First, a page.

Prof. Giovanni Boccia Artieri
University of Urbino
University of Urbino
Giovanni Boccia Artieri is a sociologist, writer and teacher Italian and full Professor in Sociology of Communication and Digital Media. Currently he is the Dean at the Department of Communication and Human Studies of the University of Urbino CarloBo.
He is Coordinator of the Ph.D. program on Humanities. His main research interests revolve around media theory, with a specific focus on social network society and participatory culture. Current research projects include social history of the Internet; social television; big data/deep data research methodology; social network sites as a ground to observe and study emergent social phenomena.
He is also President of the Degree in Advertising Media Information, coordinator of the Research Doctorate in Sociology of Communication and Entertainment Sciences and Vice Director of LaRiCA, research laboratory on advanced communication. His research interests concern the relationship between media, identity and society; the languages and expressive forms of completed modernity; participatory cultures and trans medial narratives; connected publics and productive publics.
School of Journalism and Mass Communications
College of Information and Communications, University of South Carolina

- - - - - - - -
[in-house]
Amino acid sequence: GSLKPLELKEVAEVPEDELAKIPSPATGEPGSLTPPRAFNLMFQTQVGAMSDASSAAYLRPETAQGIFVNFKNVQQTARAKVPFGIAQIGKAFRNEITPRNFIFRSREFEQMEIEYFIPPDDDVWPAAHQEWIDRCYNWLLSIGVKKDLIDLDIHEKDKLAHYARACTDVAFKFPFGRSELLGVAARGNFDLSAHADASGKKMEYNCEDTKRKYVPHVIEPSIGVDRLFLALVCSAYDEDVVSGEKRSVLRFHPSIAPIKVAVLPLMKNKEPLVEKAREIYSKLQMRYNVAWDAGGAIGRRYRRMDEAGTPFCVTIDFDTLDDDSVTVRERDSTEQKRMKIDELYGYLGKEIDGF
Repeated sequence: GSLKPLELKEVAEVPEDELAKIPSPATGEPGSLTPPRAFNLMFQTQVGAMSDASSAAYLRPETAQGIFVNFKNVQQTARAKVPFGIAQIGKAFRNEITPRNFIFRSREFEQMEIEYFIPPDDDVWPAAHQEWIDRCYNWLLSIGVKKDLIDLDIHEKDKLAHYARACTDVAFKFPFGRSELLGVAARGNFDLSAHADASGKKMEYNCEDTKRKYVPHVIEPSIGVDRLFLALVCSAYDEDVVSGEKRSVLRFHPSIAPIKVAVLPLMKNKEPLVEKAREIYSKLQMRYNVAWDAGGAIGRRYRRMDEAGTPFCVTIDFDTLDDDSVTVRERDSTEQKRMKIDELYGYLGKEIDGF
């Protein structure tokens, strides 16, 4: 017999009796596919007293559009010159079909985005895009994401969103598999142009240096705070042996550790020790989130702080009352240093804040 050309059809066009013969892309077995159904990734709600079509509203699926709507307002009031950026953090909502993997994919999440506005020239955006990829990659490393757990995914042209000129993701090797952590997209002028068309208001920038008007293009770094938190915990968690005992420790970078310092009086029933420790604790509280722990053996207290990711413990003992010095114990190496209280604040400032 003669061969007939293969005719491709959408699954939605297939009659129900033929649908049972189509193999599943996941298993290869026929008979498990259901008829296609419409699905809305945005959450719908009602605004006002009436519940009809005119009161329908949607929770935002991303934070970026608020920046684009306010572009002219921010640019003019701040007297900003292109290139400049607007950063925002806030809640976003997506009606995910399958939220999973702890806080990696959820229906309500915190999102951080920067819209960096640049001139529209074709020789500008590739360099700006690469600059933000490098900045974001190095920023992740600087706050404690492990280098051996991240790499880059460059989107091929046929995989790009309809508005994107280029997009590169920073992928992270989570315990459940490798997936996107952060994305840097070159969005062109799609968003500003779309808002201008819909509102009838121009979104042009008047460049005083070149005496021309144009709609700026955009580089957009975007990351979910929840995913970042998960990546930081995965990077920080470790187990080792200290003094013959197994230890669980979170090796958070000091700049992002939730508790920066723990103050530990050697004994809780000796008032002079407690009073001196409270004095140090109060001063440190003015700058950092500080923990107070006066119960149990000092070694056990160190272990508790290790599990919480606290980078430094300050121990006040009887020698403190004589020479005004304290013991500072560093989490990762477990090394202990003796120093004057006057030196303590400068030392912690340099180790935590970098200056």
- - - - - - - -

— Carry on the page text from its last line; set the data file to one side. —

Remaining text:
Dr. Shannon A. Bowen is a Full Professor in the School of Journalism and Mass Communications at the University of South Carolina (US) where her research focuses on ethical decision making within the highest levels of organizations.
Dr. Bowen teaches and researches ethics across corporations, pharmaceutical firms, governmental entities, and the public relations industry. Bowen is one of three joint-editors for the journal Ethical Space: The International Journal of Communication Ethics.
Dr. Bowen sits on the Board of Trustees of the Arthur W. Page Society, the Board of Directors of the non-profit International Public Relations Research Conference (IPRRC), serves several journal editorial boards including the Journal of Mass Media Ethics, and is a Contributing Editor of Media Ethics magazine.